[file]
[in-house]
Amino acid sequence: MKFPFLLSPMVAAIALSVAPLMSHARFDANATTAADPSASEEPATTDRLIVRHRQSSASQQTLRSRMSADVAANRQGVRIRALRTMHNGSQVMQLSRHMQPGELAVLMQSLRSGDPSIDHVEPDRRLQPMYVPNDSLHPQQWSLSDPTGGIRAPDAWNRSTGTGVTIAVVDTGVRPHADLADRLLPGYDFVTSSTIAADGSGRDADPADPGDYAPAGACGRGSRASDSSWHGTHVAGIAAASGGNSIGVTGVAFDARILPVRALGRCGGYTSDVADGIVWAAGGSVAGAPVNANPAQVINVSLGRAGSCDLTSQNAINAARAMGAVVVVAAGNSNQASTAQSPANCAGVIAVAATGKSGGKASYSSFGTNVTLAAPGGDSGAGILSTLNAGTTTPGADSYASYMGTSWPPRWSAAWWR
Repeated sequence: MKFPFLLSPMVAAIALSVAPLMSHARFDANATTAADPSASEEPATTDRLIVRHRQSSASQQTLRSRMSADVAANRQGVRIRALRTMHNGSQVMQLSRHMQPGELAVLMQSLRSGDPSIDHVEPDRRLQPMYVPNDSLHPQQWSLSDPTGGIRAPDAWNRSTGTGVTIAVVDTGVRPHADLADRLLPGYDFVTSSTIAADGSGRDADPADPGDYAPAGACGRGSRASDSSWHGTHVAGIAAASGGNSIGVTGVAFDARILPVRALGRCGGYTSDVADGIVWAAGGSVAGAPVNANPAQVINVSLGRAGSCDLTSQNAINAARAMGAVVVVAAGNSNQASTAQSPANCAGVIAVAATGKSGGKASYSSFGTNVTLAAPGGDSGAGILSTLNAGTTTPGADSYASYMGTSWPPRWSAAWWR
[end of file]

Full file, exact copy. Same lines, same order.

[in-house]
Amino acid sequence: MKFPFLLSPMVAAIALSVAPLMSHARFDANATTAADPSASEEPATTDRLIVRHRQSSASQQTLRSRMSADVAANRQGVRIRALRTMHNGSQVMQLSRHMQPGELAVLMQSLRSGDPSIDHVEPDRRLQPMYVPNDSLHPQQWSLSDPTGGIRAPDAWNRSTGTGVTIAVVDTGVRPHADLADRLLPGYDFVTSSTIAADGSGRDADPADPGDYAPAGACGRGSRASDSSWHGTHVAGIAAASGGNSIGVTGVAFDARILPVRALGRCGGYTSDVADGIVWAAGGSVAGAPVNANPAQVINVSLGRAGSCDLTSQNAINAARAMGAVVVVAAGNSNQASTAQSPANCAGVIAVAATGKSGGKASYSSFGTNVTLAAPGGDSGAGILSTLNAGTTTPGADSYASYMGTSWPPRWSAAWWR
Repeated sequence: MKFPFLLSPMVAAIALSVAPLMSHARFDANATTAADPSASEEPATTDRLIVRHRQSSASQQTLRSRMSADVAANRQGVRIRALRTMHNGSQVMQLSRHMQPGELAVLMQSLRSGDPSIDHVEPDRRLQPMYVPNDSLHPQQWSLSDPTGGIRAPDAWNRSTGTGVTIAVVDTGVRPHADLADRLLPGYDFVTSSTIAADGSGRDADPADPGDYAPAGACGRGSRASDSSWHGTHVAGIAAASGGNSIGVTGVAFDARILPVRALGRCGGYTSDVADGIVWAAGGSVAGAPVNANPAQVINVSLGRAGSCDLTSQNAINAARAMGAVVVVAAGNSNQASTAQSPANCAGVIAVAATGKSGGKASYSSFGTNVTLAAPGGDSGAGILSTLNAGTTTPGADSYASYMGTSWPPRWSAAWWR